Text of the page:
So in the span of a few days’ time, I have witnessed both sides of this war. I have seen the raw, generalized hatred directed at me becuase of the people I come from and the people I represent. I will never be anything more than that symbol to those men. They will use my ping pong as additional fodder for their own bitter resentment of an entire civilization. Then I see through the eyes of a calm, experienced soldier who knows no hatred – even of the men who have taken so many of his fellow soldiers and friends. He stated matter of factly that he doesn’t fight this war for his country alone, but for the safety and security of all countries who are threatened by the sort of hatred that breeds exponentially here. I’m grateful to men like him and all the soldiers in this fight who are fighting hatred with cool and collected experience and understanding that this war for us is not about hatred, but instead about the love of all those back home who should never ever be subjected to the sort of raw hatred that exists here. How is it I have found a glimmer of hope in the midst of all this?

Incoming!

Incoming!

Day three here in Afghanistan. I posted a map because people keep asking me where this country is…which makes me smile because it parallels how bad I am at US geography – I’m pretty sure I couldn’t fill in all the states if given a blank map. I’ve been in limbo in the southernish part trying to get to my base where I’ll be working a little north of here, but flights keep getting cancelled due to the violence going on there right now. (Mom if you’re reading this, I’m fine!) Again this morning I got up early to pack up my three big bags and have them outside to be picked up by 6:30…or 0630 in militaryese. No sooner had I unloaded everything at the airport did the announcement come on that yet another flight was cancelled and that I would have to wait a minimum of two more days. When someone tells me my flight has been cancelled because a helicopter was blown up yesterday at the base I’m flying into, I don’t try to argue back. I say, “Sounds like a plan! I’ll get more iced coffee and write a blog!”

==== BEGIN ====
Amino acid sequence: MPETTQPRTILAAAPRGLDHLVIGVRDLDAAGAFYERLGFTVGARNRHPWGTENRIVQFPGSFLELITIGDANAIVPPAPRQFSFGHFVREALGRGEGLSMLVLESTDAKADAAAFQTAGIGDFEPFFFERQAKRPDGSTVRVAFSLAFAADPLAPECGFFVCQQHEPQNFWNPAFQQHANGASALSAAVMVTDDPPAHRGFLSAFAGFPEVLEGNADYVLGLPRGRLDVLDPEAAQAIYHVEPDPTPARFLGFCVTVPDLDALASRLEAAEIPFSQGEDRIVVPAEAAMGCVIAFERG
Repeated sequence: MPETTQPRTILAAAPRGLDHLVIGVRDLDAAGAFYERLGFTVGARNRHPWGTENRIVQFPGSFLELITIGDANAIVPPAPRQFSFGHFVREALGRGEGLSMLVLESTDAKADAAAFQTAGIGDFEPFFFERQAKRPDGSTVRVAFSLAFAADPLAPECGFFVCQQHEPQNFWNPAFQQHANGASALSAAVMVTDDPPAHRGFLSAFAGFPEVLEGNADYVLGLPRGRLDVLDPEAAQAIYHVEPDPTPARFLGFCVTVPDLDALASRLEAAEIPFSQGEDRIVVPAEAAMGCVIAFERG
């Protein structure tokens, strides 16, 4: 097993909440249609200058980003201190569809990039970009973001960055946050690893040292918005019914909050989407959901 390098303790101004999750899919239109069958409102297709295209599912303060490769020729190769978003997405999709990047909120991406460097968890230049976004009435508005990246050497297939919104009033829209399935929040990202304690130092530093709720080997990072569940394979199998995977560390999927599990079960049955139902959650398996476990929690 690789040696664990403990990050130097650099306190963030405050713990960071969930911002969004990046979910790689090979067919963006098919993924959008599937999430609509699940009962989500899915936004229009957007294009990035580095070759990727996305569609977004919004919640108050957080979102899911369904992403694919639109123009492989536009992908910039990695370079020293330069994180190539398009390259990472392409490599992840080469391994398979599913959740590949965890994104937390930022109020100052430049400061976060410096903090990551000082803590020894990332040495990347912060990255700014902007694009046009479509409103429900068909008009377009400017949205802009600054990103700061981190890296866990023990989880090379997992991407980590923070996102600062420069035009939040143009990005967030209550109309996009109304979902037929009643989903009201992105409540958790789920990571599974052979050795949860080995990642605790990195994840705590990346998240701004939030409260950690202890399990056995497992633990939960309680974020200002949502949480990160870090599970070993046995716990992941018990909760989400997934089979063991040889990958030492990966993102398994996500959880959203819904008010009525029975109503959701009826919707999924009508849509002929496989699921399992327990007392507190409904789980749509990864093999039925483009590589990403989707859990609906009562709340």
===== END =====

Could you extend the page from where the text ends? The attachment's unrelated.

What’s really struck me is that despite that fact I’m right here where all the news is coming from, we find out very little of it until at least a day or more later. The internet suddenly got shut off here yesterday for a few hours – then I found out today is was because of bombings up in Kabul and they were putting a stop on information leakage. It absolutely broke my heart to hear that the victims of one of the bombings yesterday were children…children! What kind of savage, numb-hearted animal do you have to be to intentionally kill children? That’s a rhetorical question, because that’s the sort of enemy that we’re facing and the sort of future we cannot allow to affect or get anywhere near my future children.

We’re three for three for the incoming enemy fire (IDF=indirect fire) for each of the days I’ve been here. I’m starting to get used to the sound of the sirens and alarms sounding out over the whole base. Yesterday’s was a bit of a dilemma though because I was in the shower when the sirens went off. My thoughts: “Hmmm, so I can either go out naked in my towel right now to the bunker sitting with lots of other female-starved men, or I can dry off and quickly put clothes on and then go to the bunker – but by that time the incoming fire will have already impacted somewhere, in which case I’d already be hit by the time my clothes were on if it indeed landed near me.” I chose to stay in the shower and hope for the best…if it got me, at least I’d be clean. So I guess I learned from myself that if it comes down to it, I’d rather be clothed and dead than alive and naked. I never knew that would be my line in the sand (plenty of that stuff around here) until yesterday. Lessons being learned every day here!